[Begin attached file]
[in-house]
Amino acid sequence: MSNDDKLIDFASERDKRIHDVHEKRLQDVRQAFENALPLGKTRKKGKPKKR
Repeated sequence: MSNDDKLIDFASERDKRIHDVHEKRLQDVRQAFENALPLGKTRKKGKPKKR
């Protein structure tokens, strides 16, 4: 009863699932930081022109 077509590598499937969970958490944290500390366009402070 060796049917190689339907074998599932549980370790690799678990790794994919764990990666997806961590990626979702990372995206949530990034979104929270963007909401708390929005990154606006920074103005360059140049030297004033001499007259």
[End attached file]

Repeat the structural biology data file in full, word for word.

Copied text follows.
[in-house]
Amino acid sequence: MSNDDKLIDFASERDKRIHDVHEKRLQDVRQAFENALPLGKTRKKGKPKKR
Repeated sequence: MSNDDKLIDFASERDKRIHDVHEKRLQDVRQAFENALPLGKTRKKGKPKKR
């Protein structure tokens, strides 16, 4: 009863699932930081022109 077509590598499937969970958490944290500390366009402070 060796049917190689339907074998599932549980370790690799678990790794994919764990990666997806961590990626979702990372995206949530990034979104929270963007909401708390929005990154606006920074103005360059140049030297004033001499007259």